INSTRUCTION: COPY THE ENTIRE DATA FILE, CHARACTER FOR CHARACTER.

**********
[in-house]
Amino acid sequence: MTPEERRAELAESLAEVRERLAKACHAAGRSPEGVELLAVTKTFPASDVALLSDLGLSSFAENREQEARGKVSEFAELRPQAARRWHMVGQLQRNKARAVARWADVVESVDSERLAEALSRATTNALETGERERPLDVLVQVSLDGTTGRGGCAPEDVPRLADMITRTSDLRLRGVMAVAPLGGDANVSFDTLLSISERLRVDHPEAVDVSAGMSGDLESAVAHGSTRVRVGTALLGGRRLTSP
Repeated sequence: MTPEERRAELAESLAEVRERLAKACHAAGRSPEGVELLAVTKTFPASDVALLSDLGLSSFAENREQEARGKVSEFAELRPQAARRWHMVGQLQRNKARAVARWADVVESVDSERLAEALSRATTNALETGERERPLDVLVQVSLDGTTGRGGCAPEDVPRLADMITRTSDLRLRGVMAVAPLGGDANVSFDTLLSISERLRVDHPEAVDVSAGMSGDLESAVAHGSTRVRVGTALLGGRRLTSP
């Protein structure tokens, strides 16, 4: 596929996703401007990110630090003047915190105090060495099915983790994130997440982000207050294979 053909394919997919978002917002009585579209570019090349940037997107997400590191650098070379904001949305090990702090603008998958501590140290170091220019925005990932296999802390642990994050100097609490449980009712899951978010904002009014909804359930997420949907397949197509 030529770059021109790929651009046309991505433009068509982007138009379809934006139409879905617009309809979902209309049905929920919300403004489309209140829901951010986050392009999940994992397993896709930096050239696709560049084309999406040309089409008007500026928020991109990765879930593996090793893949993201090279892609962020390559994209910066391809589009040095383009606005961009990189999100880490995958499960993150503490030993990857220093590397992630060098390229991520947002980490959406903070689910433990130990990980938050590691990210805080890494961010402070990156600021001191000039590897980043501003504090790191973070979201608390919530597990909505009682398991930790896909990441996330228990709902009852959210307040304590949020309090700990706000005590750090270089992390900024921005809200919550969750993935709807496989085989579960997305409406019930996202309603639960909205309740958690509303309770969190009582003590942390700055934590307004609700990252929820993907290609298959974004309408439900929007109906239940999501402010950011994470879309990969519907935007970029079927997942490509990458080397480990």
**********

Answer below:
[in-house]
Amino acid sequence: MTPEERRAELAESLAEVRERLAKACHAAGRSPEGVELLAVTKTFPASDVALLSDLGLSSFAENREQEARGKVSEFAELRPQAARRWHMVGQLQRNKARAVARWADVVESVDSERLAEALSRATTNALETGERERPLDVLVQVSLDGTTGRGGCAPEDVPRLADMITRTSDLRLRGVMAVAPLGGDANVSFDTLLSISERLRVDHPEAVDVSAGMSGDLESAVAHGSTRVRVGTALLGGRRLTSP
Repeated sequence: MTPEERRAELAESLAEVRERLAKACHAAGRSPEGVELLAVTKTFPASDVALLSDLGLSSFAENREQEARGKVSEFAELRPQAARRWHMVGQLQRNKARAVARWADVVESVDSERLAEALSRATTNALETGERERPLDVLVQVSLDGTTGRGGCAPEDVPRLADMITRTSDLRLRGVMAVAPLGGDANVSFDTLLSISERLRVDHPEAVDVSAGMSGDLESAVAHGSTRVRVGTALLGGRRLTSP
């Protein structure tokens, strides 16, 4: 596929996703401007990110630090003047915190105090060495099915983790994130997440982000207050294979 053909394919997919978002917002009585579209570019090349940037997107997400590191650098070379904001949305090990702090603008998958501590140290170091220019925005990932296999802390642990994050100097609490449980009712899951978010904002009014909804359930997420949907397949197509 030529770059021109790929651009046309991505433009068509982007138009379809934006139409879905617009309809979902209309049905929920919300403004489309209140829901951010986050392009999940994992397993896709930096050239696709560049084309999406040309089409008007500026928020991109990765879930593996090793893949993201090279892609962020390559994209910066391809589009040095383009606005961009990189999100880490995958499960993150503490030993990857220093590397992630060098390229991520947002980490959406903070689910433990130990990980938050590691990210805080890494961010402070990156600021001191000039590897980043501003504090790191973070979201608390919530597990909505009682398991930790896909990441996330228990709902009852959210307040304590949020309090700990706000005590750090270089992390900024921005809200919550969750993935709807496989085989579960997305409406019930996202309603639960909205309740958690509303309770969190009582003590942390700055934590307004609700990252929820993907290609298959974004309408439900929007109906239940999501402010950011994470879309990969519907935007970029079927997942490509990458080397480990």